A road to compromise
A funding plan for roads and bridges in Colorado will likely be the most important order of business when the state Senate convenes today.
Late Tuesday, a compromise was said to be in the works that would provide some significant changes. We hope that compromise spirit is reflected in action in the full Senate.
Nobody from either party is arguing that nothing should be done to boost money for highways and bridges. But the extent of that funding plan — and the fees and taxes that are instituted to enact it — are issues that merit serious consideration.
We agree with Republicans, for instance, that a possible tax on Colorado motorists based on the amount of miles they travel in their vehicles each year would be a mistake. Although the bill currently only calls for a pilot program to test such a tax, we don’t see how it can be enacted without hurting rural areas of the state. Furthermore, it will discourage Coloradans from vacationing within their own state, yet it will derive no revenue from out-of-state tourists.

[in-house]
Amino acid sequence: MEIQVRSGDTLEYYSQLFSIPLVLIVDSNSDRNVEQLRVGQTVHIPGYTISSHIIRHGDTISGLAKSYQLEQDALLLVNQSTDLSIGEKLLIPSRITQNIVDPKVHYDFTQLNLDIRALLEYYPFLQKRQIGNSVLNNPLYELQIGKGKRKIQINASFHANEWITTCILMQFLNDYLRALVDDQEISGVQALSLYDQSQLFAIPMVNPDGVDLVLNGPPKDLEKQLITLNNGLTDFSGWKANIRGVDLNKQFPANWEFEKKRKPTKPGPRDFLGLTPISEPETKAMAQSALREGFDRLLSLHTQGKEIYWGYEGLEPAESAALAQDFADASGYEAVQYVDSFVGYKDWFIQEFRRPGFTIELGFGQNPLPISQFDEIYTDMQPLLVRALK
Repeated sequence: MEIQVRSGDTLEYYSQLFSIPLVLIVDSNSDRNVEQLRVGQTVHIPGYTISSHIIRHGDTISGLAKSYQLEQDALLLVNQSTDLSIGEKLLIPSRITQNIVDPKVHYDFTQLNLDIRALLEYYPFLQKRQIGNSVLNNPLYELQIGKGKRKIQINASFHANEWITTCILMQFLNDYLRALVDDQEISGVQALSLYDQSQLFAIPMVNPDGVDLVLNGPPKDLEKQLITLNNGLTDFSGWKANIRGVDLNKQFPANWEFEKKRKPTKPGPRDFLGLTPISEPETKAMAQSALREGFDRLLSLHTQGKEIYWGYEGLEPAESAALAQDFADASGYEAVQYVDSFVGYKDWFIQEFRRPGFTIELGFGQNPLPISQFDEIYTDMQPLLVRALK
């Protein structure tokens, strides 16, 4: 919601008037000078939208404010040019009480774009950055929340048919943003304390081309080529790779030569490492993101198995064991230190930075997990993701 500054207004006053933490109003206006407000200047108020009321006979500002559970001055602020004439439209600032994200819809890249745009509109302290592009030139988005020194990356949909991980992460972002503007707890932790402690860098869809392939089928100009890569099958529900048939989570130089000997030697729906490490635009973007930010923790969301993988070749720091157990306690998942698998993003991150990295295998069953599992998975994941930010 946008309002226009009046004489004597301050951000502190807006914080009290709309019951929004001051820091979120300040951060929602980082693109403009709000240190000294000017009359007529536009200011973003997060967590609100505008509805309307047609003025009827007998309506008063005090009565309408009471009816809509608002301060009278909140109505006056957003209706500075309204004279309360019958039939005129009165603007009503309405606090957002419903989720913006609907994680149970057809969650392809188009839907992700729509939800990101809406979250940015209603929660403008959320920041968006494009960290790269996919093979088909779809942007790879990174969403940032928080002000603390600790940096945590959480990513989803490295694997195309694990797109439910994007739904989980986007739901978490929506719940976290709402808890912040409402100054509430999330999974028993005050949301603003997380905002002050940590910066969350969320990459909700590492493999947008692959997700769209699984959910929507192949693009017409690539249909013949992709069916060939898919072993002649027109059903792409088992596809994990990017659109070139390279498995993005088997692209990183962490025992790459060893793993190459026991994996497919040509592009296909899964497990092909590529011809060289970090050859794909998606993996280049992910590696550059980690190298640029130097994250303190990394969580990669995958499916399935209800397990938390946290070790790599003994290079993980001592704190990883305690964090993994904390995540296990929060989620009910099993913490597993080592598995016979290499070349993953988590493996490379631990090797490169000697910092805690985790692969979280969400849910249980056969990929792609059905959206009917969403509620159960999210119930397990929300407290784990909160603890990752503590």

However, when it comes to expansion of the state’s authority to use toll roads, the Democratic proposal makes sense. That doesn’t mean every highway in the state should be a toll road, but some much-needed improvement on heavy-traffic roads could be paid in part through tolls.
The heart of the transportation bill though, is an increase in the fees paid by every owner of a car, truck or motorcycle. And some compromise is imperative here.
The GOP supports some increase in fees, according to Senate Minority Leader Josh Penry, but wants to keep the increases as low as possible — perhaps at an average of $10 to $15 per vehicle.
That’s enough to raise money to fix the 126 state bridges in need of immediate repair and have some left for highways, Penry said.
We don’t know what the exact figure should be. But when more Coloradans are unemployed than have been in decades, and others face uncertain futures, and when auto sales are lagging, any fee increases must be kept to a minimum.